Four Things You Didn’t Know About People with Chronic Illness

Ever wonder how someone with chronic illness really feels? Let me clue you in:

1. We’re Thrilled as FUCK When You Cancel Our Plans.

"Did someone say early bedtime???"

“Did someone say early bedtime???”

When you call at the last minute to say that you have to stay late at work and can’t make it to dinner–do you know that by the time you say, “maybe we can reschedule?” I’m already whipping off my bra and getting into bed And I’m not even feeling bad, bro. It’s so rare that I’M not the one breaking plans–this is basically like a free pass for me. I’m going to throw caution to the wind and nap like I mean it.

2. We’re Having a Panic Attack Over the Menu.

"Yeah--I'm gonna need a minute."

“Yeah–I’m gonna need a minute.”

So that has dairy in it. That has too much fiber. That has chocolate. Why can’t I get a side dish that isn’t fried? Ordering from a restaurant menu is an exercise in strategy. It all boils down to one thing though: are we going out after this or am I going home so I can be sick after eating in the comfort of my own bathroom? Not only that, but you know this isn’t the first time I’ve seen this menu, right? I’ve been analyzing what to have for dinner since 8AM this morning.

3. We Know More Than You Think About What the Lord Giveth and What he Taketh Away

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I have two well-paying jobs, and so many of my friends can give me a “girl that’s some bullshit” look when I worry about money or toast ginger ale to the idea of this night’s sushi being my weekly splurge item. Fact is though, I’ve got bills you wouldn’t dream of. If my co-pay is $25 an appointment and I’ve got a standard of three appointments a week (on a good week) that’s an average of $75 out of pocket a week. Then there’s medications, preventative or alternative treatment and all of the little things that I can’t do myself (think: food delivery, paying someone to clean when I’m out of spoons, etc.) You’d be surprised just how much you’d pay for a dog walker with fits of fatigue at three in the afternoon.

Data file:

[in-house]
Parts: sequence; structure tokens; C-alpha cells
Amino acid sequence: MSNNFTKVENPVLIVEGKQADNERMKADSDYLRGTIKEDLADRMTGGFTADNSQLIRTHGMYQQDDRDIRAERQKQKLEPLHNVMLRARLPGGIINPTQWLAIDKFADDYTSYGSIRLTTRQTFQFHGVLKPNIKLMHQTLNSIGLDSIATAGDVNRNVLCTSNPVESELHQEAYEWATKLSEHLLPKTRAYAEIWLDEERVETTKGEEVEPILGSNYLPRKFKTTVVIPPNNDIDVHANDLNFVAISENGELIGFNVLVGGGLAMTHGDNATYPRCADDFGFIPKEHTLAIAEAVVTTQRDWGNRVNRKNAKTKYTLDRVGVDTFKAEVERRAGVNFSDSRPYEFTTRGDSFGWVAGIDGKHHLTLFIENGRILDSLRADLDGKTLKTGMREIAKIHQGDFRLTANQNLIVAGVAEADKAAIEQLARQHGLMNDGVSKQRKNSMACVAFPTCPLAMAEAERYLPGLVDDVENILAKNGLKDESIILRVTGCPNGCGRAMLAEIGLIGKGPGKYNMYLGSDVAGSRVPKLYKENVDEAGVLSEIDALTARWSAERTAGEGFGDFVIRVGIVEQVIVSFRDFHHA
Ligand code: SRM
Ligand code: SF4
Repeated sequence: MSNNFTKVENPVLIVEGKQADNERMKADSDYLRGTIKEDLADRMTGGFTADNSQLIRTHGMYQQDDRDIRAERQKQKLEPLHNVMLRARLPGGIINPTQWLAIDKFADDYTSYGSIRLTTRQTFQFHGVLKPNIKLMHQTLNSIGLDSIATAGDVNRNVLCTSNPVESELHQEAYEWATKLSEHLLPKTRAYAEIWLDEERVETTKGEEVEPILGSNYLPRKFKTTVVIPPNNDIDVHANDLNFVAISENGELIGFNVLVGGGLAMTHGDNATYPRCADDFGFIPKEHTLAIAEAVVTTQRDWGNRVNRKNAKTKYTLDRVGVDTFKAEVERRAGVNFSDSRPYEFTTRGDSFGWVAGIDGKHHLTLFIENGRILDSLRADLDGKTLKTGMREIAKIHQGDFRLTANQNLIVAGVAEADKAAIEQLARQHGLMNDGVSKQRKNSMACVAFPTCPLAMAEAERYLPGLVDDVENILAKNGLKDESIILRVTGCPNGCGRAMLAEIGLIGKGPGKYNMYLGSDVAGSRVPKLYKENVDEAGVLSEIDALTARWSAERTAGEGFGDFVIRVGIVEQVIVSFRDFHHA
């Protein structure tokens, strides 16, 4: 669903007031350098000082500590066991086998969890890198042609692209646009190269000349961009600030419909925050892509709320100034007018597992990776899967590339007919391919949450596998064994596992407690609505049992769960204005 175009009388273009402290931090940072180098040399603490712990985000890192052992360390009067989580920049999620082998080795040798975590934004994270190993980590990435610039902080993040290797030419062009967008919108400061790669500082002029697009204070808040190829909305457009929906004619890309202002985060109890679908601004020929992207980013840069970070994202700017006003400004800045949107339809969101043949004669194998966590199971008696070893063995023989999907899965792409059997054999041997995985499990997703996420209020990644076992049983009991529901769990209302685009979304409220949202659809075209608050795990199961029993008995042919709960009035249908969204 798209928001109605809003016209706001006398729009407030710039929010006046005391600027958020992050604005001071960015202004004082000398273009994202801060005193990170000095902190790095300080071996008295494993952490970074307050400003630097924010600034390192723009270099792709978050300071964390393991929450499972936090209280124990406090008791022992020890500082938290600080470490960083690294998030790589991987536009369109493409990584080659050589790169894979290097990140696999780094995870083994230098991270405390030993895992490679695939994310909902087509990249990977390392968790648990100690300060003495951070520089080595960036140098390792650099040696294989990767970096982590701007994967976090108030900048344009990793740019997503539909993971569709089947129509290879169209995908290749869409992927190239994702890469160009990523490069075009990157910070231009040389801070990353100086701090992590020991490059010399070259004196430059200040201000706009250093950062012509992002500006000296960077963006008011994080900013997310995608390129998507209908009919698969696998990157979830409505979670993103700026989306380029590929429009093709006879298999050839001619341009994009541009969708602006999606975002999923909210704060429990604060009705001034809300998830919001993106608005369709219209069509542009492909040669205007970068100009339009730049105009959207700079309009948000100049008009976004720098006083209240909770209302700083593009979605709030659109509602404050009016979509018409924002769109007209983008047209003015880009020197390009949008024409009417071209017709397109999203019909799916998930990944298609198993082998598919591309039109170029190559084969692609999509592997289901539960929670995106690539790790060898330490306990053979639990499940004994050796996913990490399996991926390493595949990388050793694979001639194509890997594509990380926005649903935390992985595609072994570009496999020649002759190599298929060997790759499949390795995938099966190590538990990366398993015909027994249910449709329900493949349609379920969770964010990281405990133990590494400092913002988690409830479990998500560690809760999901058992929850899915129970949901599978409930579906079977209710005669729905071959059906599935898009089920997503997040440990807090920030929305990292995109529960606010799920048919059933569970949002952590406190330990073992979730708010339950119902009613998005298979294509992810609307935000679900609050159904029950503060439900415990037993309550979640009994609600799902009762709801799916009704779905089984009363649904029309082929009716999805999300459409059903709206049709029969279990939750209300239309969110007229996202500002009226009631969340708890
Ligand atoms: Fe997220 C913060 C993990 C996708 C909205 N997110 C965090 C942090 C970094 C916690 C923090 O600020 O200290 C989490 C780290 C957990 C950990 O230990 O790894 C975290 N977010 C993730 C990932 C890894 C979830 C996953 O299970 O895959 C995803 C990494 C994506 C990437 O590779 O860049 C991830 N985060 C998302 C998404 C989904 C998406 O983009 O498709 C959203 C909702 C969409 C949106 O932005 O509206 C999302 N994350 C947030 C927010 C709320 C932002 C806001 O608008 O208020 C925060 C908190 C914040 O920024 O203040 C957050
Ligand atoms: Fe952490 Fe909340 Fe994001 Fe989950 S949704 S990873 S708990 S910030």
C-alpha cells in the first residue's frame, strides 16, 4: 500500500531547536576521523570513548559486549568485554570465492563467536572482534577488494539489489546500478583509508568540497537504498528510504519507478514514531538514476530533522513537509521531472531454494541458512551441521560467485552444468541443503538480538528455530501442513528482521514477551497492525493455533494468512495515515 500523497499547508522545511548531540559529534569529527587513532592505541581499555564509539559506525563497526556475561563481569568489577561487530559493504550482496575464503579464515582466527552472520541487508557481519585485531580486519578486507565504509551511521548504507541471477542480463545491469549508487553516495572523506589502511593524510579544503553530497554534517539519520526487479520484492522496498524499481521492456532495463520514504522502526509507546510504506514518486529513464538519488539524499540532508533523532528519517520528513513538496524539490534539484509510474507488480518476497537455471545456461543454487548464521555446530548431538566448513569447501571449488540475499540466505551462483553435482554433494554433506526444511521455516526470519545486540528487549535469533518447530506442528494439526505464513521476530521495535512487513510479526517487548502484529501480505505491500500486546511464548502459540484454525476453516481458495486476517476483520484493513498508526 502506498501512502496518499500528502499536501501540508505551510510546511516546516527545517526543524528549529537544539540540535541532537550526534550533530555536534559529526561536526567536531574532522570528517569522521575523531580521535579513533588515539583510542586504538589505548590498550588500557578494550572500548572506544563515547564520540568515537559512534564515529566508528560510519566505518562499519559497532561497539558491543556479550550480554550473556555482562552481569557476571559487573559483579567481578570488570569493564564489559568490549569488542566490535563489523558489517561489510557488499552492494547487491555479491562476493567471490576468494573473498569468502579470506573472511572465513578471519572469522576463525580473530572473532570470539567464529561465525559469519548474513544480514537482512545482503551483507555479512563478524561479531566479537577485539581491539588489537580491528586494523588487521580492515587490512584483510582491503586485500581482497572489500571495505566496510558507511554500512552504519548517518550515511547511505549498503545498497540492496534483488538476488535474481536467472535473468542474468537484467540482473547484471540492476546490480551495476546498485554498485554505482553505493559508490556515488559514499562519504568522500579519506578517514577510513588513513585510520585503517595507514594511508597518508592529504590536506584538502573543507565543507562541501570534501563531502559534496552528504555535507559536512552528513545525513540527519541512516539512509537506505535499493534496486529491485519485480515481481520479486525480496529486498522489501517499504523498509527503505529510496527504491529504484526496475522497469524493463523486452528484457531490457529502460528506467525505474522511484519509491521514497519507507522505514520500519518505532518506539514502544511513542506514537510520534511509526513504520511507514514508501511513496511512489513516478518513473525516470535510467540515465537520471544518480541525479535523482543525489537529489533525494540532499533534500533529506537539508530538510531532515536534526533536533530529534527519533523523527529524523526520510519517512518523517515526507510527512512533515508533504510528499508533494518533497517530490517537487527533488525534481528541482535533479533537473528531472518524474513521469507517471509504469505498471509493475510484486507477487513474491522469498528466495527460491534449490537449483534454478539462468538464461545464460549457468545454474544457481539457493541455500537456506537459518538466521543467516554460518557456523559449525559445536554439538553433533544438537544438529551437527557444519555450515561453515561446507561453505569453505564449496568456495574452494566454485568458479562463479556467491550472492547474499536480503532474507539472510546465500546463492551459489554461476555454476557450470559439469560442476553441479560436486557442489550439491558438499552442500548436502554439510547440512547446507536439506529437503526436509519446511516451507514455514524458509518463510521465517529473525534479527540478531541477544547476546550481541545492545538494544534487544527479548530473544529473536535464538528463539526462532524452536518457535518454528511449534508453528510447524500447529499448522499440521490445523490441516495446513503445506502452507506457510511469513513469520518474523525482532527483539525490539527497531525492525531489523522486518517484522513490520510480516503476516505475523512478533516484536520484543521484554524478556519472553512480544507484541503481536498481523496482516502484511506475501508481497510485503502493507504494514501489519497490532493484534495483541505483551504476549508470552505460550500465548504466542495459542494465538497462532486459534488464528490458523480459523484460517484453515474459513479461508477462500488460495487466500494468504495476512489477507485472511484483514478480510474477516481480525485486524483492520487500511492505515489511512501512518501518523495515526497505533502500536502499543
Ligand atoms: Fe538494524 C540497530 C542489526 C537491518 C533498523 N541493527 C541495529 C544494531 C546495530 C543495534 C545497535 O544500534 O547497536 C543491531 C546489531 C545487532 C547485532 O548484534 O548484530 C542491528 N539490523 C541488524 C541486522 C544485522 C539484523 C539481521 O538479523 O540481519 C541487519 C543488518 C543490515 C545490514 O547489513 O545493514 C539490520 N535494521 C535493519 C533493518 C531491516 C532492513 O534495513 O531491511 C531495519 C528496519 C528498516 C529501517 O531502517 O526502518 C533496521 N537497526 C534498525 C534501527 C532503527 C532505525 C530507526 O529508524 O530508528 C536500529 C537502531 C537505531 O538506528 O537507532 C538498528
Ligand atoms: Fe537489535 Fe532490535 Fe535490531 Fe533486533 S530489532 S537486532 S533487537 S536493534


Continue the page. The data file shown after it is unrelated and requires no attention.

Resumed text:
4.  Every Task Has a Cost

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Wearing high heels. Carrying bags of groceries to and from the car. Washing long hair. Standing at a stove top to cook food. Walking the dog down the street. They might all seem like normal activities–but to patients with Chronic Illness–they’re all very careful choices. We only have so much energy, so just like turning off the apps and features on your smartphone–we have to make careful choices CONSTANTLY about how we use our energy. It’s something most folks don’t ever have to think about, but for it’s something you’re always conscious of.  Everything is a choice.

 

Comment with some things someone else might not know about you and your chronic illness!

Comments

comments

  • joy

    I have two daughters with EDS, one with IBS & polycystic ovarian syndrome the other has scoliosis & very mild spina bifida.
    Then add in the normal ear & sinus infections. The $30 Dr copays per child add up quickly, not to mention the $200 ER copays. July has been a good month with “only” $350 in co pays so far!

    As for fatigue, you’re right on the money. I also have had schools and other parents ask me, repeatedly, to volunteer at school because I’m a stay at home mom. I stay home because I’m disabled, not because I’m rolling in dough.

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